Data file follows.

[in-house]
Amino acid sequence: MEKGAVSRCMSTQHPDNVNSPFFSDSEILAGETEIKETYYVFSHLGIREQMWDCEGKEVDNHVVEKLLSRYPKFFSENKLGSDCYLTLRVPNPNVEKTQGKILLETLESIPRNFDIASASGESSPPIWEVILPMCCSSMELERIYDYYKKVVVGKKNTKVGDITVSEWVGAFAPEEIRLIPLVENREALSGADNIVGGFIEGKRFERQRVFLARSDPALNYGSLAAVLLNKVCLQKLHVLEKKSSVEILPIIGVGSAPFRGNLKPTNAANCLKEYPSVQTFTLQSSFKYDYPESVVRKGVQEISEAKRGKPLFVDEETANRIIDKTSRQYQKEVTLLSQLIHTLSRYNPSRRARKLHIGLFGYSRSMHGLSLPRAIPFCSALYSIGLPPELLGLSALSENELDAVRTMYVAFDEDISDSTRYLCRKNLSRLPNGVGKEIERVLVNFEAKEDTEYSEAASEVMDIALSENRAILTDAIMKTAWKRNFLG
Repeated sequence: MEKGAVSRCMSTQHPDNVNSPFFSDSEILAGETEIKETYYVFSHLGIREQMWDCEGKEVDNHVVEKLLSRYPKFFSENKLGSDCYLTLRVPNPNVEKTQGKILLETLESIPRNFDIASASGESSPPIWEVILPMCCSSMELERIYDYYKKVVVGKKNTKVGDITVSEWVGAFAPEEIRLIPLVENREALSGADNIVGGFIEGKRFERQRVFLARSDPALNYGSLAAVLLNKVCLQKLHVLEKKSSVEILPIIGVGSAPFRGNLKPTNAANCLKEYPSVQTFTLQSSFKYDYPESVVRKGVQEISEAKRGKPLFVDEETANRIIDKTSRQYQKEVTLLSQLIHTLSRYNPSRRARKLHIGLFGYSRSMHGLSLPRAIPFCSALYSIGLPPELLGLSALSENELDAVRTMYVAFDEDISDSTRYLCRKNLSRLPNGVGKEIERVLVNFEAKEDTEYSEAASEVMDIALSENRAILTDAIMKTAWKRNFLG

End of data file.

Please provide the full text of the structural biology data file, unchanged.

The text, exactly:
[in-house]
Amino acid sequence: MEKGAVSRCMSTQHPDNVNSPFFSDSEILAGETEIKETYYVFSHLGIREQMWDCEGKEVDNHVVEKLLSRYPKFFSENKLGSDCYLTLRVPNPNVEKTQGKILLETLESIPRNFDIASASGESSPPIWEVILPMCCSSMELERIYDYYKKVVVGKKNTKVGDITVSEWVGAFAPEEIRLIPLVENREALSGADNIVGGFIEGKRFERQRVFLARSDPALNYGSLAAVLLNKVCLQKLHVLEKKSSVEILPIIGVGSAPFRGNLKPTNAANCLKEYPSVQTFTLQSSFKYDYPESVVRKGVQEISEAKRGKPLFVDEETANRIIDKTSRQYQKEVTLLSQLIHTLSRYNPSRRARKLHIGLFGYSRSMHGLSLPRAIPFCSALYSIGLPPELLGLSALSENELDAVRTMYVAFDEDISDSTRYLCRKNLSRLPNGVGKEIERVLVNFEAKEDTEYSEAASEVMDIALSENRAILTDAIMKTAWKRNFLG
Repeated sequence: MEKGAVSRCMSTQHPDNVNSPFFSDSEILAGETEIKETYYVFSHLGIREQMWDCEGKEVDNHVVEKLLSRYPKFFSENKLGSDCYLTLRVPNPNVEKTQGKILLETLESIPRNFDIASASGESSPPIWEVILPMCCSSMELERIYDYYKKVVVGKKNTKVGDITVSEWVGAFAPEEIRLIPLVENREALSGADNIVGGFIEGKRFERQRVFLARSDPALNYGSLAAVLLNKVCLQKLHVLEKKSSVEILPIIGVGSAPFRGNLKPTNAANCLKEYPSVQTFTLQSSFKYDYPESVVRKGVQEISEAKRGKPLFVDEETANRIIDKTSRQYQKEVTLLSQLIHTLSRYNPSRRARKLHIGLFGYSRSMHGLSLPRAIPFCSALYSIGLPPELLGLSALSENELDAVRTMYVAFDEDISDSTRYLCRKNLSRLPNGVGKEIERVLVNFEAKEDTEYSEAASEVMDIALSENRAILTDAIMKTAWKRNFLG